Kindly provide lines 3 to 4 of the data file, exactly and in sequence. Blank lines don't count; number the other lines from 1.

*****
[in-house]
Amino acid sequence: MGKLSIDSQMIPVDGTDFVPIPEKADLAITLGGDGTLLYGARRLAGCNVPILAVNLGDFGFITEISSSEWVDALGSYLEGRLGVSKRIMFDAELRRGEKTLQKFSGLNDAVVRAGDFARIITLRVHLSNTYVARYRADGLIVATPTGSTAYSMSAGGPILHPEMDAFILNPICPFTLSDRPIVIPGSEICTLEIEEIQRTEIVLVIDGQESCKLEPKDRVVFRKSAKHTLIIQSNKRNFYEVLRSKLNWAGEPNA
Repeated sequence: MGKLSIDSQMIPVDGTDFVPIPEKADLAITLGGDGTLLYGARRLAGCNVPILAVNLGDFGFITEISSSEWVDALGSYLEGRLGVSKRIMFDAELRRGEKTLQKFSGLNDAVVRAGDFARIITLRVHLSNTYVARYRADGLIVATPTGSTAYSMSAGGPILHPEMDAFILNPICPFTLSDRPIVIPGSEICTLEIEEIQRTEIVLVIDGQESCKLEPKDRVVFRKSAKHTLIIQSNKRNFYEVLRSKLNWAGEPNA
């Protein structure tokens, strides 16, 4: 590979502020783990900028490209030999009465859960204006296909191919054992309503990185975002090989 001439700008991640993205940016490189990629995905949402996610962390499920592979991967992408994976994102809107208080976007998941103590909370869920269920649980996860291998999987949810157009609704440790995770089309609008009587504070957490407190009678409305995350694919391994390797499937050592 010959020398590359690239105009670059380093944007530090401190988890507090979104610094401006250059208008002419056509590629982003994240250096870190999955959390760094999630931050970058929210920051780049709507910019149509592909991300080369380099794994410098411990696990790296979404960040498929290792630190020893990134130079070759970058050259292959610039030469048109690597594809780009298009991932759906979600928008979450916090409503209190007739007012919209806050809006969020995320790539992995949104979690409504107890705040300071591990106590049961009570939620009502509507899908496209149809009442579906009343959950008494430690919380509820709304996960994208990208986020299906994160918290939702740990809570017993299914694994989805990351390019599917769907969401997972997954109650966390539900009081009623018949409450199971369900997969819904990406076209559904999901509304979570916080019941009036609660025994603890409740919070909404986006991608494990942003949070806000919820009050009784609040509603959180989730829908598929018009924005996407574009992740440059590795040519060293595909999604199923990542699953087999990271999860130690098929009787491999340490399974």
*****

Repeated sequence: MGKLSIDSQMIPVDGTDFVPIPEKADLAITLGGDGTLLYGARRLAGCNVPILAVNLGDFGFITEISSSEWVDALGSYLEGRLGVSKRIMFDAELRRGEKTLQKFSGLNDAVVRAGDFARIITLRVHLSNTYVARYRADGLIVATPTGSTAYSMSAGGPILHPEMDAFILNPICPFTLSDRPIVIPGSEICTLEIEEIQRTEIVLVIDGQESCKLEPKDRVVFRKSAKHTLIIQSNKRNFYEVLRSKLNWAGEPNA
């Protein structure tokens, strides 16, 4: 590979502020783990900028490209030999009465859960204006296909191919054992309503990185975002090989 001439700008991640993205940016490189990629995905949402996610962390499920592979991967992408994976994102809107208080976007998941103590909370869920269920649980996860291998999987949810157009609704440790995770089309609008009587504070957490407190009678409305995350694919391994390797499937050592 010959020398590359690239105009670059380093944007530090401190988890507090979104610094401006250059208008002419056509590629982003994240250096870190999955959390760094999630931050970058929210920051780049709507910019149509592909991300080369380099794994410098411990696990790296979404960040498929290792630190020893990134130079070759970058050259292959610039030469048109690597594809780009298009991932759906979600928008979450916090409503209190007739007012919209806050809006969020995320790539992995949104979690409504107890705040300071591990106590049961009570939620009502509507899908496209149809009442579906009343959950008494430690919380509820709304996960994208990208986020299906994160918290939702740990809570017993299914694994989805990351390019599917769907969401997972997954109650966390539900009081009623018949409450199971369900997969819904990406076209559904999901509304979570916080019941009036609660025994603890409740919070909404986006991608494990942003949070806000919820009050009784609040509603959180989730829908598929018009924005996407574009992740440059590795040519060293595909999604199923990542699953087999990271999860130690098929009787491999340490399974």